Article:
In a hostel, four to 20 travelers sleep in rooms of bunk beds and share a communal bathroom with other floor mates in major European and American cities for $15 to $40 a night. Many hostels also have private rooms with private bathrooms. Bed prices sometimes include breakfast, and guests are also welcome to use a self-service and fully equipped kitchen.

Besides the free Wi-Fi and breakfast, the chief difference between a hostel and a hotel is that hostels are social by nature, while people tend to retreat back to their hotel rooms at the end of the day, a “complete change from the often lonely experience that you can have in a full-service hotel where the only people who talk to you are staff,” said Carl Michel, executive chairman of Generator Hostels, a European hostel chain.

Hostels may have originally catered to young backpackers because of their price and friendly fixtures, but “there’s a reason that these days, they’re no longer referred to as ‘youth hostels,’ ” said Marc Desmarais, president of Apple Hostels Philadelphia.

Twenty percent of Apple’s visitors are over 30.

Hostels often feature modern amenities and designs, including this Generator Hostel. (Courtesy of Generator Hostels)

Hostels often feature modern amenities and designs, including this Generator Hostel. (Courtesy of Generator Hostels)

“Hostels aren’t just for the young anymore,” Desmarais said. “No matter your age, if you enjoy meeting people from around the world with different interests, religions and political views, you’re going to love hostelling.”

Sissel Garnes, a Denville native, stayed at several European hostels in the mid-90s because of their price and said that, at that time, 90 percent of her fellow hostellers were in their 20s. However, she had no issue connecting with others.

“Even then, everyone was interested in everybody else and was open to learning about other cultures and lifestyles,” she said.

The average hosteller is between 18 and 26, but more and more hostels are seeing older guests, especially at Generator hostels.

“Ten years ago, Generator was a party hostel and the demographic was younger. Today, we are the leading design hostel in Europe and offer great service, great atmosphere, great events and, of course, a great night’s sleep,” Michel said. “As a result, the age band has broadened — 10 years ago, 95 percent of our guests were under 30. Now, it’s more like 80 to 85 percent.”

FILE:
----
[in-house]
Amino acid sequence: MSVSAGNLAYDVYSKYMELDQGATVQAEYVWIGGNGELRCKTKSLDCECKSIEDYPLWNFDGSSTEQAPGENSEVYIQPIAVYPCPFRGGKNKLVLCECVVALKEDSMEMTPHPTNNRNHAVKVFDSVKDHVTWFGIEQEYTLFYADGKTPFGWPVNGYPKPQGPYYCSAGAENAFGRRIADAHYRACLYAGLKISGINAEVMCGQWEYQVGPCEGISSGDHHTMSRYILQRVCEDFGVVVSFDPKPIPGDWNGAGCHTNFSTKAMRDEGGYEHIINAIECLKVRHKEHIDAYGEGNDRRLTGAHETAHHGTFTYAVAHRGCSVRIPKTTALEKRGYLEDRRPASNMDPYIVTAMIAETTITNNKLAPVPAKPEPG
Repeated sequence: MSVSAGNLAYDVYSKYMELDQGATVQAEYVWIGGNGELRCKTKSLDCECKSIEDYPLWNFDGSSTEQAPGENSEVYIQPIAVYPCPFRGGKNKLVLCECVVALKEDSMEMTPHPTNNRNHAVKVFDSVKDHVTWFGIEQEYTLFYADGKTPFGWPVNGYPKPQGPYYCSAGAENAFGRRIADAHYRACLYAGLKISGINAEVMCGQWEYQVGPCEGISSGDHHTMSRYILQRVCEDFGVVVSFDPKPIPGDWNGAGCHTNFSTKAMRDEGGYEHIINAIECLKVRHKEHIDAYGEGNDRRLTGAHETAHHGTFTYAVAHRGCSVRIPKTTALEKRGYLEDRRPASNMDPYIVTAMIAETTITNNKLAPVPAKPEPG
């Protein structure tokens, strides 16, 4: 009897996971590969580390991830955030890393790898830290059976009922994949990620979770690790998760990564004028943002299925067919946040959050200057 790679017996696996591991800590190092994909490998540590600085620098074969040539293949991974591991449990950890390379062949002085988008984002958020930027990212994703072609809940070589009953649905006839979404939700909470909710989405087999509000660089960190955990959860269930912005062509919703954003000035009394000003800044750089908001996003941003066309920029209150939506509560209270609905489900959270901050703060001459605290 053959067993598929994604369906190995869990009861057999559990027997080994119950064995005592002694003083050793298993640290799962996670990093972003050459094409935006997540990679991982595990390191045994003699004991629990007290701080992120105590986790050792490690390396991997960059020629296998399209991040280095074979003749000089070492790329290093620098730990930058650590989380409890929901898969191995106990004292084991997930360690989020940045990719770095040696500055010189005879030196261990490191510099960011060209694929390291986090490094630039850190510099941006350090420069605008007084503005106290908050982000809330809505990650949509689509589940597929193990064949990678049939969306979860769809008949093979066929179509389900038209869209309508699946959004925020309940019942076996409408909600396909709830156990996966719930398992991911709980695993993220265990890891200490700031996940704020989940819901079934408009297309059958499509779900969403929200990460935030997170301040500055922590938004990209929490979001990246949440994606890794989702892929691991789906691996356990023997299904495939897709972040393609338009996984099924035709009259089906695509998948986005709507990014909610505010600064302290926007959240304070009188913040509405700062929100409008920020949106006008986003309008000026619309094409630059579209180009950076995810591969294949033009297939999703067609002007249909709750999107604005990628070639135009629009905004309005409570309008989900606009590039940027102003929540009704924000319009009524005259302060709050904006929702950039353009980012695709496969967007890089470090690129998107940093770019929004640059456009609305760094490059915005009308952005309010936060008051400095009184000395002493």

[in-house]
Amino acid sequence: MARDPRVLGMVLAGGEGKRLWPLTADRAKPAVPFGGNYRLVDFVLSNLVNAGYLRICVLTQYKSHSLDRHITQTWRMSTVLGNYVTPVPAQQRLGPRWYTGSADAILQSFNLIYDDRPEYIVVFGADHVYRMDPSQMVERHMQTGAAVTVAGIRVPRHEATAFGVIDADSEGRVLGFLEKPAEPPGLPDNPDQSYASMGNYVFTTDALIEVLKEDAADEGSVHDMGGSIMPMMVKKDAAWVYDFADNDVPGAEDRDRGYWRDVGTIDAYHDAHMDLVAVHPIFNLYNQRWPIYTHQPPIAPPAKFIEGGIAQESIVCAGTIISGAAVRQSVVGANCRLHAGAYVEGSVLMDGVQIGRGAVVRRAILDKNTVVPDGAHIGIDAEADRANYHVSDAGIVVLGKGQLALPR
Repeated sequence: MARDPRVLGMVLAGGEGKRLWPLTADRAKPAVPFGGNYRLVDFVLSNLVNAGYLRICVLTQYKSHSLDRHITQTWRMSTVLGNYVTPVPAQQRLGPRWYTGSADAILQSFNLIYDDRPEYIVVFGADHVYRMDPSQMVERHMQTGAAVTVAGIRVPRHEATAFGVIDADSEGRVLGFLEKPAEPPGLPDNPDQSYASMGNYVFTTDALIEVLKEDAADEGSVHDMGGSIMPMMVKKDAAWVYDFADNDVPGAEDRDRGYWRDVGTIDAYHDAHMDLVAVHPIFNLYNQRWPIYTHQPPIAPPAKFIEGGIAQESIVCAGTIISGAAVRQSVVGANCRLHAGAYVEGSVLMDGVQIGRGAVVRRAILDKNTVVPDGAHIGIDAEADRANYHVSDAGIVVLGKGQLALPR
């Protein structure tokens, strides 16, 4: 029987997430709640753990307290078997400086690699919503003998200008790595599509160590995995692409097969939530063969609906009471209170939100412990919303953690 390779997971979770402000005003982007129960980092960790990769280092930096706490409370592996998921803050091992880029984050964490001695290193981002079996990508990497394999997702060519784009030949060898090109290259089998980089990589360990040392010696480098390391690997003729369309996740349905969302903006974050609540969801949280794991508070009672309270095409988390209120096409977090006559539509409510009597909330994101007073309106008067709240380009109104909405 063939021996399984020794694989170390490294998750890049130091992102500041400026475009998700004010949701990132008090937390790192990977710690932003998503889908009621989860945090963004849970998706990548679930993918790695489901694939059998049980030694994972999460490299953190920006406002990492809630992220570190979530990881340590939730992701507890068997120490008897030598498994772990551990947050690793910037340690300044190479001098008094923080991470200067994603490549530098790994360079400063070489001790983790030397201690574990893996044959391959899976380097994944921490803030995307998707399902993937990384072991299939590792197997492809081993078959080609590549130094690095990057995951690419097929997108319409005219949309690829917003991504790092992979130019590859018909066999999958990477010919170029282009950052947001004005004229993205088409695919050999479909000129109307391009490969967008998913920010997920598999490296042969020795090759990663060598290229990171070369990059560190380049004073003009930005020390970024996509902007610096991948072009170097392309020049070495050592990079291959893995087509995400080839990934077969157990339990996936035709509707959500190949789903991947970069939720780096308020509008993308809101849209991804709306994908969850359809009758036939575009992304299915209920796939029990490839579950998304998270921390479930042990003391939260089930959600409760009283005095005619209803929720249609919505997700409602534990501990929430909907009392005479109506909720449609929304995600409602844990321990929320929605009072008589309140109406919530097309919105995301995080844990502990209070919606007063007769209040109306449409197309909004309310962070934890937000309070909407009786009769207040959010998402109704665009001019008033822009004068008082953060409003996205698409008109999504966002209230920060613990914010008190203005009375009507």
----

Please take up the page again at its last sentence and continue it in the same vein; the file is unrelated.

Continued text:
Even more of the visitors at St. Christopher’s Inns, a European hostel chain, are over 30. Robert Savage, public relations manager, said that 35 to 40 percent of visitors over the past 12 months were over 30, “myself and several other board member included.”

“We even host a gentleman in his 90s who journeys over to Paris from Australia every year, and very much likes the private en-suite dorm rooms at the 550-bed St. Christopher’s Gare du Nord hostel,” Savage said.

Hostels commonly offer private rooms, including St. Christopher’s Inns, for a slightly higher price than dormitory-style rooms. (Courtesy of St. Christopher’s Inns)

Hostels commonly offer private rooms, including St. Christopher’s Inns, for a slightly higher price than dormitory-style rooms. (Courtesy of St. Christopher’s Inns)

Savage said that the recession brought in business travelers, who, after the recovery, chose to remain with St. Christopher’s Inns because of the price and modernity. Loyal customers, backpackers by nature, “are the intrepid bunch who took no note of the recession and traveled in greater numbers than ever.”

Finn said, “When older people come and stay here with us, we know that they are diehard and seasoned hostellers. They are in the breakfast room with millennials, making better world citizens out of themselves, exchanging ideas and gaining a better understanding of the world and its people.”

Desmarais said that there is no better way to get to know an area than by staying at a hostel because of their use of common areas and various activities such as city tours and game nights for guests. Activities offered at other hostels include comedy nights, pub crawls, open mics and Salsa, often involving the surrounding community to connect travelers to the city.

St Christopher’s Gare du Nord in Paris provides free breakfast to its guests, a prevalent hostel feature. (Courtesy of St. Christopher’s Inns)

St Christopher’s Gare du Nord in Paris provides free breakfast to its guests, a prevalent hostel feature. (Courtesy of St. Christopher’s Inns)

However, prospective hostellers need to keep in mind that hostels are not out to cater to the feel-good, Finn said. “If you are looking for fluffy towels and room service and eco-green soap, then stay at a four- or five-star hotel because we don’t have that kind of service here,” he said. “You serve yourself. The kitchen is kept clean, but you bring your own food and cook your own meals and, hopefully, you cook a little extra for someone else to try it.”

According to Finn, the kinds of people who would thrive in a hostel environment are those who are open to learning about other cultures, as well as creative types such as artists, writers and chefs who work in professions that “transcend all boundaries.”

However, it’s also important to recognize that even though some hostels, because of their updated fixtures and interesting design, may look like hotels, they are not the same because a hosteller trades his privacy for a chance to try life simply and communally.

“When the day is over,” Finn said, “you need to be the type of person who has an understanding that if you didn’t like a person, it was because they were rude, not because they had a different skin color or an accent.”

If you are interested in booking a hostel, visit hihostels.com to find international hostels that meet assured standards.